There is an oft-quoted statistic published by a USC professor, Albert Mehrabian, which states that we communicate 55% of a message with our body language, 38% with our tone, pace, and pauses and only 8% with our actual word choice. As a student of communication, I find convincing evidence of this almost every day, but I believe it’s only relevant if there is a disconnect between our truth and our words. If there is an incongruency, the body language will trump the words every time. If there is total congruency between our body language, tone, and words… there is no issue of believability for the listener. But, there can still be big issues with understanding and impact.
Assuming that we’re speaking our truth and that our body language and tone lines up, the words we choose can make a big difference in the level of comprehension and influence that we actually have.
Here are some tips for choosing the right words and increasing your impact with those with whom you are trying to communicate and influence:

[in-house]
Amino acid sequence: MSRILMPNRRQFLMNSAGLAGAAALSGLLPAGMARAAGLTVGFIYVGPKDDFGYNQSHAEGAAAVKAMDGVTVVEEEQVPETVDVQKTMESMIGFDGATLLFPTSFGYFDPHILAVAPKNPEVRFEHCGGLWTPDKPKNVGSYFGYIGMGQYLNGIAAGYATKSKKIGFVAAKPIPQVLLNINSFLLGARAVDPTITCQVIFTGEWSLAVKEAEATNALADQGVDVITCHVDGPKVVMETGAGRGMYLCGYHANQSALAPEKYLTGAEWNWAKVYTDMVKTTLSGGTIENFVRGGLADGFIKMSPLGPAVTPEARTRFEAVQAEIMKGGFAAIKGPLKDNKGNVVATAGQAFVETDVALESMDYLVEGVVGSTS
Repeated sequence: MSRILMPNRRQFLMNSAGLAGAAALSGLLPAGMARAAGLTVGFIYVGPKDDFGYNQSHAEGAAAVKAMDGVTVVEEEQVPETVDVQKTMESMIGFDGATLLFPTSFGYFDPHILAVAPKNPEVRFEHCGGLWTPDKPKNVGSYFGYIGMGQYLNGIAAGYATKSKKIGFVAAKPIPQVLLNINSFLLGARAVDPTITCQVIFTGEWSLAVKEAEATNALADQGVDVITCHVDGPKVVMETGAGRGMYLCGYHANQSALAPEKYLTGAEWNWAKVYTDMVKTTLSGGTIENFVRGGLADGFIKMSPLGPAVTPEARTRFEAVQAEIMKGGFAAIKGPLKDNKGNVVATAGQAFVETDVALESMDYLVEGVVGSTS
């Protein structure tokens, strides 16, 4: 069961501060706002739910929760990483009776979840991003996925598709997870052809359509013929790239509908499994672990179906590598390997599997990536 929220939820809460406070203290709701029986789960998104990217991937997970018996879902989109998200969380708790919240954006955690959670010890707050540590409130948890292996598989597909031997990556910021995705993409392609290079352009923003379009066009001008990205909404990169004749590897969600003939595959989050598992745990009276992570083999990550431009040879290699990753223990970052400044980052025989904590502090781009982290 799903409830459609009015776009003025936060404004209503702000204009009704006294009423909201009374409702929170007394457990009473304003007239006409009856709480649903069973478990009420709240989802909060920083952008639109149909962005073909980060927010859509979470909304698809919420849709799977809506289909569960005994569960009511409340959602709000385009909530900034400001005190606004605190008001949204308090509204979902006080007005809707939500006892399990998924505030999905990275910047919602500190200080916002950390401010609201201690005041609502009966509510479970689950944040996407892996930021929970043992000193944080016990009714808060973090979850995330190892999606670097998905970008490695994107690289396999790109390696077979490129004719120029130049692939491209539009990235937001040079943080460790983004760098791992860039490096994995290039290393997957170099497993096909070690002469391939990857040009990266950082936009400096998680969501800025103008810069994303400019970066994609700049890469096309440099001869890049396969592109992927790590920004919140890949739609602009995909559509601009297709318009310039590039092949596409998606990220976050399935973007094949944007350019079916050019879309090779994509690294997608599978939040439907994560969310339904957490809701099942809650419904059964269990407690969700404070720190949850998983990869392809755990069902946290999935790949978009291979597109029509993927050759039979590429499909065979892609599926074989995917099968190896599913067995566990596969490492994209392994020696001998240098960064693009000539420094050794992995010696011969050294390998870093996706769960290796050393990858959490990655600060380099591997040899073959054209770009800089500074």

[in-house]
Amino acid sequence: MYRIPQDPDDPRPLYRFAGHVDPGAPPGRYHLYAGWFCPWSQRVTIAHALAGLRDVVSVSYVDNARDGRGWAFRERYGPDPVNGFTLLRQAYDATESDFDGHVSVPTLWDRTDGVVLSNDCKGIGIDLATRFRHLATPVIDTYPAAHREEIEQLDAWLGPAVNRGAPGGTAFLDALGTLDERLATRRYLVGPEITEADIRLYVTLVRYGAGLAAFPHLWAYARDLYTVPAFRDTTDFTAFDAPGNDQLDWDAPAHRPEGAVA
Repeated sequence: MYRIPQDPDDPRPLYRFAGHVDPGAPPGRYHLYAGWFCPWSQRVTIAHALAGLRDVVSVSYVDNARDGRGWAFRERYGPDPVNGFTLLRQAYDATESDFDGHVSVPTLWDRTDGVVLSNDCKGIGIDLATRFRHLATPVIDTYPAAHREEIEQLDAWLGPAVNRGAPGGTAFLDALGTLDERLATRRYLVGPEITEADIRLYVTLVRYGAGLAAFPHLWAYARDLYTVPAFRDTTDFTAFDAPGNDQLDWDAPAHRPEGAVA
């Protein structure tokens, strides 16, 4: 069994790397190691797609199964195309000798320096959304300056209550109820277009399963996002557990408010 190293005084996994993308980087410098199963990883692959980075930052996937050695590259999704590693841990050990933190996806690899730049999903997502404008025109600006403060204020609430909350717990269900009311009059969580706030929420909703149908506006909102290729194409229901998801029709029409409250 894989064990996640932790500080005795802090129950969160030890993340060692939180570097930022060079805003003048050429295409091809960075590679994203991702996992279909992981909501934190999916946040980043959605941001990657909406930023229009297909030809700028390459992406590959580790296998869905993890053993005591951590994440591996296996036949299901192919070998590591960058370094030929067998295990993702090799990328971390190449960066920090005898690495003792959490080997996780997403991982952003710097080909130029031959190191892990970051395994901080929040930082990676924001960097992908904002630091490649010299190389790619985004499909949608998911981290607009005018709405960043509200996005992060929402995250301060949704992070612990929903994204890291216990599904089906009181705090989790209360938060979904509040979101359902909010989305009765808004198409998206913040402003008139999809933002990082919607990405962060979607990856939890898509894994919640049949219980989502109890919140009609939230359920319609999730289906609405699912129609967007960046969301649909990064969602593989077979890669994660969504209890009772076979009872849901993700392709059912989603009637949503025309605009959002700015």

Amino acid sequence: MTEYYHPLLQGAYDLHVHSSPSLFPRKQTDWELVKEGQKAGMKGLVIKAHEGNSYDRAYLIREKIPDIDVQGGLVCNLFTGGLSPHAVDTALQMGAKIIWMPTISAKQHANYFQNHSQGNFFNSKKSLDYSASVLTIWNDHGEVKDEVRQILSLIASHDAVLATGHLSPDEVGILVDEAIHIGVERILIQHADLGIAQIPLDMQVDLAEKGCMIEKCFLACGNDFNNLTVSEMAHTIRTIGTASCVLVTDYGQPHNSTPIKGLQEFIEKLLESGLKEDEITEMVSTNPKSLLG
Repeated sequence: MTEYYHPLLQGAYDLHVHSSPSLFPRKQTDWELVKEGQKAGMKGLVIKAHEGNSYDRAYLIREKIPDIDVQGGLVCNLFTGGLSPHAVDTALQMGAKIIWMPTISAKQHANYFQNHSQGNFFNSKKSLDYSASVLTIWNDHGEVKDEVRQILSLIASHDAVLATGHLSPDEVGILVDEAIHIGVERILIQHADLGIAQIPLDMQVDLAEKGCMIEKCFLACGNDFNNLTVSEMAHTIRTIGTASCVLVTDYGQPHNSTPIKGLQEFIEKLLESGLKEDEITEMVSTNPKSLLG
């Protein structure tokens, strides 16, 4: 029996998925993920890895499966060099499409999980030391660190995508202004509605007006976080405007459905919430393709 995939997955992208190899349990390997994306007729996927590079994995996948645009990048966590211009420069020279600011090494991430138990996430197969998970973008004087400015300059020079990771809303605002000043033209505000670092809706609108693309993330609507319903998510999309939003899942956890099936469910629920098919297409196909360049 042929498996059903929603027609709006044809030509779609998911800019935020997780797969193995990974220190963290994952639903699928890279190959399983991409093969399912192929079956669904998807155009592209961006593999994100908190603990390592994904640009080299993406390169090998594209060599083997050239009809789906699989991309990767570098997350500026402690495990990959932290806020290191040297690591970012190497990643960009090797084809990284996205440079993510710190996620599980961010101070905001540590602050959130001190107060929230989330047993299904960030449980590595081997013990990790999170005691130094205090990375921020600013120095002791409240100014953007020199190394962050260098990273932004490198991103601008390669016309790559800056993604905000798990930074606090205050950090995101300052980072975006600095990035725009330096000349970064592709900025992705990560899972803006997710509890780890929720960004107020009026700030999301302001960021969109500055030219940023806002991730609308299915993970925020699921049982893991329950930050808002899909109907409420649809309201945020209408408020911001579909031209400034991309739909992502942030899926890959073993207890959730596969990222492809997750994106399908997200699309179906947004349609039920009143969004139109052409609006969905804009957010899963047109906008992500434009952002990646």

1) Learn and use their name.
You don’t have to overdo this. Two or three times in a business conversation will work wonders.
2) Emphasize what works.
We have a tendency to tell people what won’t work or what can’t be done versus what will work or what can happen. Always try to rephrase your words to highlight the positive versus the negative.
3) Partner with people.
a. How can I help?
b. What do you think?
c. How would you approach this?
d. What’s been your experience?
4) Speak to the good.
Appreciate and acknowledge people. It feels good and most people don’t hear it enough. It opens people up and makes them feel good about themselves and you.
5) More “You” – less “I”
“Here’s what we deliver” is different than “Here’s what you get.” The words “you” and “your” are your best friends when trying to influence.
6) Stay in control.
“I’ll find out and follow up on that” is better than “I don’t know.”
7) Stack your vocabulary with power words. Here’s Inc. Magazine’s list of the most powerful business words:
d. Others (prepositions, adverbs)
ii. Never (never worry again; never overpay again)
8) Connect with “and” versus “but”
“But” is usually the big eraser of what came before it in a sentence. Inserting “and” is almost always a better choice in the middle of a sentence.
Mark Twain once said, “The difference between the right word and the almost right word is really a large matter… ‘tis the difference between the lightning bug and the lightning.” This week, step into your full ability to persuade, connect, influence, and create lasting impact by paying attention to your choice of words.